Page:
24 May 2024, 23:01

Tens of thousands protest Taiwan parliament bills to 'defend democracy'

          TAIPEI, May  24, 2024 (BSS/AFP) - Tens of thousands of Taiwanese protesters
rallied day and night outside parliament on Friday, as lawmakers inside traded
insults, blows and theatrics over a series of bills to expand the legislature's

       The issue has dominated conversations on the self-ruled island for the past
week, eclipsing news of Beijing launching military drills around Taiwan to
"punish" President Lai Ching-te.

       China -- which claims Taiwan as part of its territory -- said Lai's
inauguration speech was a "confession of independence" after he was sworn into
office Monday.

       As Chinese planes and warships encircled the island on Friday, tens of
thousands thronged the streets around Taipei's parliament urging people to
"defend democracy" on a different front.

       At issue are five bills currently making their way through parliament,
proposed by Taiwan's largest opposition Kuomintang (KMT) party -- regarded as
pro-Beijing -- and the upstart Taiwan People's Party (TPP). The laws'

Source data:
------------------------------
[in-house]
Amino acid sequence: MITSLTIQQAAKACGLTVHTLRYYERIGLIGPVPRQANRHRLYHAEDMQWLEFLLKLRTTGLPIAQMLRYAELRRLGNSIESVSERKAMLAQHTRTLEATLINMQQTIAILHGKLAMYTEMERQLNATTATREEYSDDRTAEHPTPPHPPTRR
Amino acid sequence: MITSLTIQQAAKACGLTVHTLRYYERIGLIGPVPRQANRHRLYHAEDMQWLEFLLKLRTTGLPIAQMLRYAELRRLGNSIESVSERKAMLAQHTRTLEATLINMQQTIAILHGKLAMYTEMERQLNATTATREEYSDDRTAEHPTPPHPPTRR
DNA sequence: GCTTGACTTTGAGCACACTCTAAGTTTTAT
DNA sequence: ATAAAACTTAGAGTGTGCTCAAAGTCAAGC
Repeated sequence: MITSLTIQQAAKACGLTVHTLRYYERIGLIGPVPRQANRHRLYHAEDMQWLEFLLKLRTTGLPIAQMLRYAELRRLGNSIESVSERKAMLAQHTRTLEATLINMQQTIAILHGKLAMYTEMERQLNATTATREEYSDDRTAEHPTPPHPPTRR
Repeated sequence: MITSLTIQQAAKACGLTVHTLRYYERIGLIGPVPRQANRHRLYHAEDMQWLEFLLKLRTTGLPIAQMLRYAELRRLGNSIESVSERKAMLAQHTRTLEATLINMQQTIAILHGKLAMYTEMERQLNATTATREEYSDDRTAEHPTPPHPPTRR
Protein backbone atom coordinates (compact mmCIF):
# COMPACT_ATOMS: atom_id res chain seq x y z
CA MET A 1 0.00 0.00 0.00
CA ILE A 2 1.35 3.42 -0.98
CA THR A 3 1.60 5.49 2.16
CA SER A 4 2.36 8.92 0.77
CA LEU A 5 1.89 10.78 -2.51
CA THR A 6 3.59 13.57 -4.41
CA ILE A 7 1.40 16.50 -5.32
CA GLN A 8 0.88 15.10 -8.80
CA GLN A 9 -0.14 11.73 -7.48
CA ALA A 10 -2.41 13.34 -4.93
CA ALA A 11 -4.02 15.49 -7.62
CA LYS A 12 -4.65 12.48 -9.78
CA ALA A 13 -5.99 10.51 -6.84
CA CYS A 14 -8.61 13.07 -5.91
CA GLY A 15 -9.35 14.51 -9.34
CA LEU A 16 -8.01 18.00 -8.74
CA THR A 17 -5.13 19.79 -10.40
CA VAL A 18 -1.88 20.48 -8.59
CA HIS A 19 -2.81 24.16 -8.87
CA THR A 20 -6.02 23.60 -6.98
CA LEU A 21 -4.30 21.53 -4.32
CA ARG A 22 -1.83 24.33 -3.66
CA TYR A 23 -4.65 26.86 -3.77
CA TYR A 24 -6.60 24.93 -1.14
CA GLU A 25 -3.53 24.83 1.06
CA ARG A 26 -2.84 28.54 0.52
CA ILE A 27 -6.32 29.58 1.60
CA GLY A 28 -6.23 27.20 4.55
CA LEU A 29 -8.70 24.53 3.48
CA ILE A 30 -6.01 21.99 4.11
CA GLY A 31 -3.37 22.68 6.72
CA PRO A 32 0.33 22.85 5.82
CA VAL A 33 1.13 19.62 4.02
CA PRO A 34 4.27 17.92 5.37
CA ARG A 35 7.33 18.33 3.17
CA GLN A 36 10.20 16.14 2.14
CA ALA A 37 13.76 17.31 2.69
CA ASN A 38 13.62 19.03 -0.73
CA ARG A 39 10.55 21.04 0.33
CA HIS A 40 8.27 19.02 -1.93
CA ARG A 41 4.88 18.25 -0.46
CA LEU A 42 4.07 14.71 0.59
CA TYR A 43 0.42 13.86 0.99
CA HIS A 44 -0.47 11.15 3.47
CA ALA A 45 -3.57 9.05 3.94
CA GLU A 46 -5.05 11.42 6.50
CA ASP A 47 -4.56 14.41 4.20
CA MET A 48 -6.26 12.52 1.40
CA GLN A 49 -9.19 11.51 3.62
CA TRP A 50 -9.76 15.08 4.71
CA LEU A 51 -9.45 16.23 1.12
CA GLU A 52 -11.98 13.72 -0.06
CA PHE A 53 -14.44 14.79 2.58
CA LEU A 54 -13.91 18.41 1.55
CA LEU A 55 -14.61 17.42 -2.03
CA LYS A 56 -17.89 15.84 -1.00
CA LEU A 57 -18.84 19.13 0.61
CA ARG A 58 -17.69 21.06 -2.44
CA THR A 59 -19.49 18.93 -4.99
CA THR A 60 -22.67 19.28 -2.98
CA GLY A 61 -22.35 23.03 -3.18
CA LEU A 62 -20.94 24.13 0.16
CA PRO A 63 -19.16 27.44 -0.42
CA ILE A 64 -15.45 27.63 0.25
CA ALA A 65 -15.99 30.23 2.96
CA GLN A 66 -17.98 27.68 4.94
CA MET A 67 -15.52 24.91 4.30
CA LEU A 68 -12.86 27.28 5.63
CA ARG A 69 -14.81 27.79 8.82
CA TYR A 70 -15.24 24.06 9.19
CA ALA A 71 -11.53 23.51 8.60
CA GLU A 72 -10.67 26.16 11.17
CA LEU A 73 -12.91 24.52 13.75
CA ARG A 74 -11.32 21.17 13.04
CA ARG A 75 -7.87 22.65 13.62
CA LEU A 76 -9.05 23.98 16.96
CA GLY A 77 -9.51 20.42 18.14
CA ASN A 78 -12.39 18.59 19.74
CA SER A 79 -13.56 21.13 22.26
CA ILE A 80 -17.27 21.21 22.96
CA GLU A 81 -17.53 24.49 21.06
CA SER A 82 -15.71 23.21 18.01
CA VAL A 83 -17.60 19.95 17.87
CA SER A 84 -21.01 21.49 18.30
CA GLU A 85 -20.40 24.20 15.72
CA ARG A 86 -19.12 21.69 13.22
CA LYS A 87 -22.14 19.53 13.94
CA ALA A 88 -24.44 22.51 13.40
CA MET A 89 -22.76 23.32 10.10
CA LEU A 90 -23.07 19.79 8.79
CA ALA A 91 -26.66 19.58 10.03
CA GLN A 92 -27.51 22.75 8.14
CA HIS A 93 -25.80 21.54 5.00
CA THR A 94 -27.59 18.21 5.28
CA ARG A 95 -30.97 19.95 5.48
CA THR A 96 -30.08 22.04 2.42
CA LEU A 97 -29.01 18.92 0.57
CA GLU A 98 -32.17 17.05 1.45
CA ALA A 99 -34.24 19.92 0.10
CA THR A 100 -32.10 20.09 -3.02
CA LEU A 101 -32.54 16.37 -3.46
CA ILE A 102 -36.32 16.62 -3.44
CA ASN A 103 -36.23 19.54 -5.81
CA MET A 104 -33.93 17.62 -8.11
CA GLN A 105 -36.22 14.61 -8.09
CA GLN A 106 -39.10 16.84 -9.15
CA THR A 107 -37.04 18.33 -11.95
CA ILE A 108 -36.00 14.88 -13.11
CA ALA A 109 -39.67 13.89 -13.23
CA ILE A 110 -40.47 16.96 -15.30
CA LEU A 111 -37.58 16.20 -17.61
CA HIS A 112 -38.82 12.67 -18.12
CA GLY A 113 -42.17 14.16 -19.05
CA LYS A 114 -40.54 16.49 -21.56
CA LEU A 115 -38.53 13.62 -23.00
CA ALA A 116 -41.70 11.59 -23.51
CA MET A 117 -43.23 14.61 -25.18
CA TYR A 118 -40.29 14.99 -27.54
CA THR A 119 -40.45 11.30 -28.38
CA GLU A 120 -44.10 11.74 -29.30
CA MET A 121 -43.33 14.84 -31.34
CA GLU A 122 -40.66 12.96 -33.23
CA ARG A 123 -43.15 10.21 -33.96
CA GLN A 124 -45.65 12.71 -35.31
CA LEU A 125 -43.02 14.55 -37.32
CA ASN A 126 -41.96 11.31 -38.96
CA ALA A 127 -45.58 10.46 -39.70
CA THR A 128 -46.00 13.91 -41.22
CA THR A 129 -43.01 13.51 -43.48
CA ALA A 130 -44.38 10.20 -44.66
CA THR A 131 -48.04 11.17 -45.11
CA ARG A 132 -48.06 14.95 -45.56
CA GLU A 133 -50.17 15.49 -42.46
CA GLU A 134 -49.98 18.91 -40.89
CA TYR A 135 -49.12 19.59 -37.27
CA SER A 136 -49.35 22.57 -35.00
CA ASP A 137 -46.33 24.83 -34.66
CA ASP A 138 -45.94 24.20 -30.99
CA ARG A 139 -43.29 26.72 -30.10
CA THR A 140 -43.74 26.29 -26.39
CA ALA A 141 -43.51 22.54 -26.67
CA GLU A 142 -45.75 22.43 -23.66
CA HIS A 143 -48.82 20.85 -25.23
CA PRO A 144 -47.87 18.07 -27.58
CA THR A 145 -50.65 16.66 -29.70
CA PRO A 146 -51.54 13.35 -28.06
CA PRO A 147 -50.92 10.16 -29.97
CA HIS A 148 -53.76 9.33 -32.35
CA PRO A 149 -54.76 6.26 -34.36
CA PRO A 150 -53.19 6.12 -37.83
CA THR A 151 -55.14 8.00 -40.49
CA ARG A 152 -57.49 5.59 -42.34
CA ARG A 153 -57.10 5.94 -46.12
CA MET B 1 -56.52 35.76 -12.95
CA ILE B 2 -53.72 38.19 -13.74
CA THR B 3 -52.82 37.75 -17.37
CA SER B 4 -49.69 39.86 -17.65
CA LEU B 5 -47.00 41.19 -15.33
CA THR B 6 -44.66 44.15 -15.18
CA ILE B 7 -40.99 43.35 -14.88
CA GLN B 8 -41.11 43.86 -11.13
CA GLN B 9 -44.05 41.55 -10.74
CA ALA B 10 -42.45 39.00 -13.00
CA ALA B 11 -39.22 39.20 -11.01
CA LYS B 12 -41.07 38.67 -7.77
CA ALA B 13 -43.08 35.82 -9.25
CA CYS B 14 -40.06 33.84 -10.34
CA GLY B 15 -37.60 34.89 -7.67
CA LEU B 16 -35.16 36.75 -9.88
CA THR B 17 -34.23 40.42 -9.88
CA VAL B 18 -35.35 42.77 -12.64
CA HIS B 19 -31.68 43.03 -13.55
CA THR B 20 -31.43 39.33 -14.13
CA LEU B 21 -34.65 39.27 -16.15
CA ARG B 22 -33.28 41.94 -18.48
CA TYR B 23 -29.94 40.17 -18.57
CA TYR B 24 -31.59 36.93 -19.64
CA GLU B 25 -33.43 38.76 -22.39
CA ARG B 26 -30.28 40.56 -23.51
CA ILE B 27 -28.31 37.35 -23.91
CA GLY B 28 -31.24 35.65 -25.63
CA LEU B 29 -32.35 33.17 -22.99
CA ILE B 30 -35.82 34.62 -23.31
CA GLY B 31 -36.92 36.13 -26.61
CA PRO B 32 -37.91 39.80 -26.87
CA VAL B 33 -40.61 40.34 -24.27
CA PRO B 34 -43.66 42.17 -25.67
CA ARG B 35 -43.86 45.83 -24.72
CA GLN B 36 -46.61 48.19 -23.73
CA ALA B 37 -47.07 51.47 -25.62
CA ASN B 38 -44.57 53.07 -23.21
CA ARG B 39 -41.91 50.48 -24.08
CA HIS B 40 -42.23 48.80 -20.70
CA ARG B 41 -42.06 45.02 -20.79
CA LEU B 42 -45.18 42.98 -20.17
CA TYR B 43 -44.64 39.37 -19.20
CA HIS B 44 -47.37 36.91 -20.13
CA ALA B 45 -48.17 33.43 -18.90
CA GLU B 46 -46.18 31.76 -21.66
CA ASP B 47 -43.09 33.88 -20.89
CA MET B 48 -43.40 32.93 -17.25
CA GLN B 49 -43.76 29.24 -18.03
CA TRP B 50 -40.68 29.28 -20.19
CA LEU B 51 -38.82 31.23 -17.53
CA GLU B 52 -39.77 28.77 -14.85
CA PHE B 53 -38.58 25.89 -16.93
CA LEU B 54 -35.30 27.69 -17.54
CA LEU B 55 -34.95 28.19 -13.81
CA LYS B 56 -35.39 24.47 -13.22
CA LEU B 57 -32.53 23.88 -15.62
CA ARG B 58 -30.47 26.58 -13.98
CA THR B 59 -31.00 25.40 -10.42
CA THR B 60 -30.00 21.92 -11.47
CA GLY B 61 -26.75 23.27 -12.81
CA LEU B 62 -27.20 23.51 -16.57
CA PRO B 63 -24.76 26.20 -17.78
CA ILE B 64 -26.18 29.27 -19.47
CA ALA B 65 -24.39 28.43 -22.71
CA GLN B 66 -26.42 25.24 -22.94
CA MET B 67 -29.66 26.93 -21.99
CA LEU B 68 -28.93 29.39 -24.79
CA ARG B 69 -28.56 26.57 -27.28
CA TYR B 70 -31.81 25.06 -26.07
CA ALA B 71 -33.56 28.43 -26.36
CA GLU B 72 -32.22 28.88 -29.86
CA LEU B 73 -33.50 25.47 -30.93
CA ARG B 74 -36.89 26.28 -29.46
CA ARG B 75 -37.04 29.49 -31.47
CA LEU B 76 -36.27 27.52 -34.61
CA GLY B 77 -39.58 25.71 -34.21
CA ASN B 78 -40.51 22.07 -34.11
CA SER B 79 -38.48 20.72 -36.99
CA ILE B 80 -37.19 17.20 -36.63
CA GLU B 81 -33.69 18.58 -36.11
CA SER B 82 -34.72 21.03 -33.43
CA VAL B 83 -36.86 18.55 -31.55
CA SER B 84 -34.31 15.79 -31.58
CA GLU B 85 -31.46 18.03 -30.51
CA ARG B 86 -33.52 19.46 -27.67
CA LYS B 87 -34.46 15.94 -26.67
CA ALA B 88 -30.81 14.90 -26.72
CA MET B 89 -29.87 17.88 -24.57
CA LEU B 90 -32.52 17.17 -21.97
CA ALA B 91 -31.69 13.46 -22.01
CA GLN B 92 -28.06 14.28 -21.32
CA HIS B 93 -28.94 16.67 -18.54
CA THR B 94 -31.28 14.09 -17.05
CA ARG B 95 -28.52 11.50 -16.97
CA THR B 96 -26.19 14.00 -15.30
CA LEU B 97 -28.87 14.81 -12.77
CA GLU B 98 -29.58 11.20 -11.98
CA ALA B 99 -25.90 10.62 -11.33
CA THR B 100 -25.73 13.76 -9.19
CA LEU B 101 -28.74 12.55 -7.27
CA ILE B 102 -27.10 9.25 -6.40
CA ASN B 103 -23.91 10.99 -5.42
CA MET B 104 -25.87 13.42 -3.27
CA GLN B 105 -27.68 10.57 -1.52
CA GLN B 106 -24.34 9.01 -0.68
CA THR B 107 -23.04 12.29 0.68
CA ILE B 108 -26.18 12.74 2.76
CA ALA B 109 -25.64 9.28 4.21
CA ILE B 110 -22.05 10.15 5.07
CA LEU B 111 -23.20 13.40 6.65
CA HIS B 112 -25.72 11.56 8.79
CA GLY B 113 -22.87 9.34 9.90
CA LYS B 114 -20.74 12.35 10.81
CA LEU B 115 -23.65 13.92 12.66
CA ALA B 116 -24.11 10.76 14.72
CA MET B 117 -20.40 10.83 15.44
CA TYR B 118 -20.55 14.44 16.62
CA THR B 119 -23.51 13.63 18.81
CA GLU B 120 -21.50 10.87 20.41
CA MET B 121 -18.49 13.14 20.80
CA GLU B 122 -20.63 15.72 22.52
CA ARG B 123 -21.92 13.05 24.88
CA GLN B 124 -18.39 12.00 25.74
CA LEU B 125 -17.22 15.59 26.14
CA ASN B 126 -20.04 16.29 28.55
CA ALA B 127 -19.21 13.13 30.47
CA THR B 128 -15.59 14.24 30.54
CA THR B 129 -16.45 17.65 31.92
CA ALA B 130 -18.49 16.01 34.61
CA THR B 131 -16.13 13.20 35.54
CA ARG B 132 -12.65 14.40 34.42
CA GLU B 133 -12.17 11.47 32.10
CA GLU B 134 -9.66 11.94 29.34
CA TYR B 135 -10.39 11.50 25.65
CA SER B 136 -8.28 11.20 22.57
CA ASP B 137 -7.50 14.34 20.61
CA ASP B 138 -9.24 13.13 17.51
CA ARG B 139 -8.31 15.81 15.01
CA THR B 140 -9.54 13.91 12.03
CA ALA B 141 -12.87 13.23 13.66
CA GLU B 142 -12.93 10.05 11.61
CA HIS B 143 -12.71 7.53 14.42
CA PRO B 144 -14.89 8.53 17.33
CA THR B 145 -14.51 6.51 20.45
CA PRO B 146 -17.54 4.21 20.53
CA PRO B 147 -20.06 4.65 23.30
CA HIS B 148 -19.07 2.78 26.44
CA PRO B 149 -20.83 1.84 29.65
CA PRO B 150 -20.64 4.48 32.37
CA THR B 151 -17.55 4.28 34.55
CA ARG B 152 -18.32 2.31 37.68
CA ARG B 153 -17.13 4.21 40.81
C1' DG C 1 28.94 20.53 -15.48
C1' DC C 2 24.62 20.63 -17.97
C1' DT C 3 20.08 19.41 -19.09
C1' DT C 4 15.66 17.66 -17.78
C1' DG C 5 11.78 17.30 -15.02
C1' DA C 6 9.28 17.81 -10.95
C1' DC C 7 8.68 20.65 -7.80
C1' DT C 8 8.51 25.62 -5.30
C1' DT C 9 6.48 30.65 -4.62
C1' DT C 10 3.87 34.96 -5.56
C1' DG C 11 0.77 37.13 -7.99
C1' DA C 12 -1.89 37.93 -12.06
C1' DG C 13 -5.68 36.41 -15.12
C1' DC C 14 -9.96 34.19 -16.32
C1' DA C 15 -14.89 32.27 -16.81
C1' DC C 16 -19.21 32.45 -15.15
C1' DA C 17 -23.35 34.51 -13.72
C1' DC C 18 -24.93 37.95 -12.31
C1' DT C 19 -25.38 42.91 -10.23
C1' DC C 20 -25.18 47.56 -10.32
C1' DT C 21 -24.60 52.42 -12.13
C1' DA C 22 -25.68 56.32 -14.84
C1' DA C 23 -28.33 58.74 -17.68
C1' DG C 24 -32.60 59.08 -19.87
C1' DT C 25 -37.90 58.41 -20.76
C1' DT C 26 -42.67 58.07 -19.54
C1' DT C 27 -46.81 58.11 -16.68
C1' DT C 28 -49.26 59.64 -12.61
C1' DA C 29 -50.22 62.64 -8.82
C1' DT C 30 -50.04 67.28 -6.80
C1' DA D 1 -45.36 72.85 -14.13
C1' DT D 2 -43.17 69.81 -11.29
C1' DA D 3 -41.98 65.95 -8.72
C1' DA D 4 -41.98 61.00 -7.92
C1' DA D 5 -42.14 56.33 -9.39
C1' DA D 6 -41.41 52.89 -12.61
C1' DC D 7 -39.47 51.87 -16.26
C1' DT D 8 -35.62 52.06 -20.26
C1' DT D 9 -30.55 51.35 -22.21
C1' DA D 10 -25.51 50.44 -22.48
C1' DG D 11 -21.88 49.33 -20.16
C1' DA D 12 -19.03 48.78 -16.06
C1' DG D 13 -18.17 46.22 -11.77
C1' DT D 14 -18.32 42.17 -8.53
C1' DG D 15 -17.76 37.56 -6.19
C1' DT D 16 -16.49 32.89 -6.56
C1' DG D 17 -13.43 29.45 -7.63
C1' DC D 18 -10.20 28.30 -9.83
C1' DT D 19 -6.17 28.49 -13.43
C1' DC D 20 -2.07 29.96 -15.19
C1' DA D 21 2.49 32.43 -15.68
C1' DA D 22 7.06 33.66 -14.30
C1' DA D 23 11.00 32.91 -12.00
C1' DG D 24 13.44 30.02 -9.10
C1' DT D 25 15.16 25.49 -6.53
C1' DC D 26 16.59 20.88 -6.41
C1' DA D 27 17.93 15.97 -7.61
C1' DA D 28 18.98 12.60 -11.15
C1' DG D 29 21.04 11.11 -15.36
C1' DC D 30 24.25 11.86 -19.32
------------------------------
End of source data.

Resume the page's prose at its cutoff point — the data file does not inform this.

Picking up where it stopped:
proponents say they are needed to curb corruption.

       The ruling Democratic Progressive Party (DPP) claims the laws are being
pushed through without proper consultation.

       Among the most controversial is a "contempt of parliament" offence,
effectively criminalising officials unwilling to cooperate with legislative
investigations, which critics say could be motivated by subjective politics.

       Software engineer Liao Wei-hsiang, 40, said he took the day off work
because he was "concerned (the opposition parties) will sell out Taiwan to have
some kind of trade with China for their own interests".

       Graduate student Amanda Tsai felt that the bills "would give too much power
to the lawmakers".

       Democratic Taiwan has a raucous political environment.

       While its presidency has been under the administration of the DPP since
2016, no single party currently holds a majority in parliament -- the
Legislative Yuan -- which could spell trouble for Lai.

       Friday morning kicked off with a brief fight between two lawmakers in the
Yuan, which was plastered with posters.

       "What is DPP afraid of?" said one sign, while another unfurled on the
chamber's floor said: "Oppose power expansion".

       In the evening, DPP lawmakers released a slew of blue and white balloons --
the colours of the opposition coalition -- that had the words "against evil
laws" scrawled on them.

       "The legislative reform is to return power to the people, to investigate
and prevent corruption," said KMT lawmaker Hung Mong-kai.

       "The mainstream public opinion is that the executive and legislative powers
can supervise and balance."



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